A big part of the episode is concerned with Mace being kidnapped and tortured. We know that he’s essentially a fraud who relied on a potentially lethal serum to give him powers. When he has his powers then he’s not in too much danger but he’s in a really vulnerable position in this episode and has his resolve tested in the most brutal way when he is forced to endure torture. Mace is very loyal to his teammates and genuinely believes in S.H.I.E.L.D. so is willing to take whatever comes his way so that he can protect them. There is still a big question mark over his sense of self worth and what role he should take in the show but making that his current character arc is working well so far.
There’s a definite spanner in the works when Coulson, Daisy, Mace and Mack are all replaced by LMDs and infiltrate the base. This puts Radcliffe in a really powerful position as he has obedient operatives at the highest level of the opposing organisation. I’m not sure how this will play out but the next episode could be a really tense thriller as Fitz and Simmons struggle to deal with the androids that have replaced their teammates.
The setup of this twist was really well done. At first it seemed like the action climax of the episode was really clumsily handled as it didn’t add up in a coherent way. I would criticise it if it didn’t turn out to be the plan all along. Fitz and Simmons both call out how odd it all seemed and reached the conclusion that their teammates have been replaced by LMDs. It’s a good twist and sets things up to progress in interesting ways. I feel like we might get a taste of how the May and Coulson relationship could work with their LMDs with the real versions playing things a bit safer. It’s an effective enough way to test audience reaction to the whole thing.
I found the debate about the use of science and technology to be a little ham fisted. Mack doesn’t like Life Model Decoys which is fine as it makes complete sense why someone would be unnerved by the technology but the way that he uses that as an excuse to say that some things should never be invented doesn’t quite work. It makes even less sense that Fitz would let this get under his skin as inventing things is pretty much his most developed skill so it feels like a debate for the sake of a debate. It does set up the irony that someone who hates the technology is replaced by it and allows Simmons to be the one to give Fitz emotional support but there were more sophisticated ways to do these things.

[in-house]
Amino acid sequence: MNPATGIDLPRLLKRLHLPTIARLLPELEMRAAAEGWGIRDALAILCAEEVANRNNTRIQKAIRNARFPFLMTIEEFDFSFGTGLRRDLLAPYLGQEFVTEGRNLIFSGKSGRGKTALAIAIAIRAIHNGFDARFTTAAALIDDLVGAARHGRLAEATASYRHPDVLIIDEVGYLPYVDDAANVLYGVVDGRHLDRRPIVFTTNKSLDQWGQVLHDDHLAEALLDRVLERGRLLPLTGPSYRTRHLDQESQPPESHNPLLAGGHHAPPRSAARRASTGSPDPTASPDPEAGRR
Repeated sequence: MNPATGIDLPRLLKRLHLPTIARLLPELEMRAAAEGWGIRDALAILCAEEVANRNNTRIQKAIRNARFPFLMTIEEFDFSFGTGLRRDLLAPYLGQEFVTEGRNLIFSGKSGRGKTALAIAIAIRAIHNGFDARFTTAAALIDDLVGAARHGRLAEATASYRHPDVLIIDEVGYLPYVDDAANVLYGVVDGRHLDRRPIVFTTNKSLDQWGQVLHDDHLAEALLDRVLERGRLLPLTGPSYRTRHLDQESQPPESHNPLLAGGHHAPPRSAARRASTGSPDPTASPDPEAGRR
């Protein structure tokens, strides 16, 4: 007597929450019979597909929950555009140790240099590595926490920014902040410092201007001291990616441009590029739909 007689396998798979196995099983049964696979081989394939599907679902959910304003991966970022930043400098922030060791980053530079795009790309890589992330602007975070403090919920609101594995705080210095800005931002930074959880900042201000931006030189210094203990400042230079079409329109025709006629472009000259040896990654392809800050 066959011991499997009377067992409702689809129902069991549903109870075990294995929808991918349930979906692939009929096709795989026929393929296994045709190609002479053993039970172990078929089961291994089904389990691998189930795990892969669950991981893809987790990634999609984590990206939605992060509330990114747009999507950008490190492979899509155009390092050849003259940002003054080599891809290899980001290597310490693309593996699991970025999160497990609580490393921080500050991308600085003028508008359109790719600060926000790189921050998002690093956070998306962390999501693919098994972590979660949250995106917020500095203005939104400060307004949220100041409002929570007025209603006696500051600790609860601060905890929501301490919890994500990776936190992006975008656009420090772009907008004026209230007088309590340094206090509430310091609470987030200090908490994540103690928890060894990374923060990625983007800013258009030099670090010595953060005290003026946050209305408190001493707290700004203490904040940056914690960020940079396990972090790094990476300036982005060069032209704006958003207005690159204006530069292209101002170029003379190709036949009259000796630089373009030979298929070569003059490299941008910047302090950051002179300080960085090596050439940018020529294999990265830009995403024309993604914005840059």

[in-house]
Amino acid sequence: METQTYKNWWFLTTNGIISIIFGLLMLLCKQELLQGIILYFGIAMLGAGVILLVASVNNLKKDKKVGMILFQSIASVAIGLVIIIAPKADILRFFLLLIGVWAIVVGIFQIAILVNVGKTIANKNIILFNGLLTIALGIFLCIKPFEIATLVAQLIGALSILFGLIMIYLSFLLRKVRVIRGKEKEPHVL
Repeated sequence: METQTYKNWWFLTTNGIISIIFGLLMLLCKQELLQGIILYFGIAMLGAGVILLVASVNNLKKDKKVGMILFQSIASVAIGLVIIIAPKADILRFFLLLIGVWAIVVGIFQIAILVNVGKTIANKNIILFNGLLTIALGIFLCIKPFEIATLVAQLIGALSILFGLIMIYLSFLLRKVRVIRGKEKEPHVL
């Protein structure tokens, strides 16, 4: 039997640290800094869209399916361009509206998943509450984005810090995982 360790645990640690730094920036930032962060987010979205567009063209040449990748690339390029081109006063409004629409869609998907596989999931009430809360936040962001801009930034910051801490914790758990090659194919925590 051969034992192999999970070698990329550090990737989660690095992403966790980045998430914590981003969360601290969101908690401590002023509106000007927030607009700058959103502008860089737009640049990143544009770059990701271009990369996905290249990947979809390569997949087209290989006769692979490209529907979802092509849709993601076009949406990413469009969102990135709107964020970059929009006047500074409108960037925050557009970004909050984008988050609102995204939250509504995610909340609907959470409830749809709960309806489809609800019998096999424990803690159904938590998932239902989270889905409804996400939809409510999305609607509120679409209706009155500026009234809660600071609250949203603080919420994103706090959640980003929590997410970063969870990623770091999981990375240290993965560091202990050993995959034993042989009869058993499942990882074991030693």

Another solid episode that makes good use of the characters and creates an inventive twist. The use of flashbacks to retroactively create a flirtatious connection between May and Coulson in the past doesn’t quite work as I’m not fully invested in them as a couple. The acting and narrative was good but knowing these characters means that it feels a little forced. It was interesting to see a completely different side of May as she couldn’t be less like the version of her that we know. The reveal that the Superior had a personal vendetta against Coulson based on a mission that Coulson doesn’t remember was hilarious. I like how the obsession isn’t returned because Coulson doesn’t care about him in any way. Radcliffe not valuing him at all and creating fictions to get what he wants is another nice touch as it shows how manipulative he can be in the pursuit of his goals.
Mace showing grace under torture shows that he’s very committed to his teammates and what S.H.I.E.L.D. stands for and moves along his arc about finding a role within the show. It’s an interesting story as it is ultimately about self discovery and could go in a lot of directions. The twist ending where Coulson, Mack, Mace and Daisy are replaced with LMDs was an effective one as it makes the clunky action beats feel like all part of the plan and sets the stage for an interesting thriller episode next week. I found the debate over some things never being invented to be ham fisted as it forces Mack into a position that doesn’t quite fit his character. It also forces Fitz to question his own resolve which doesn’t fit with him either. These two things do allow some irony when Mack is replaced by the thing he is afraid of and Simmons to give Fitz emotional support. There are more sophisticated ways to do these things though.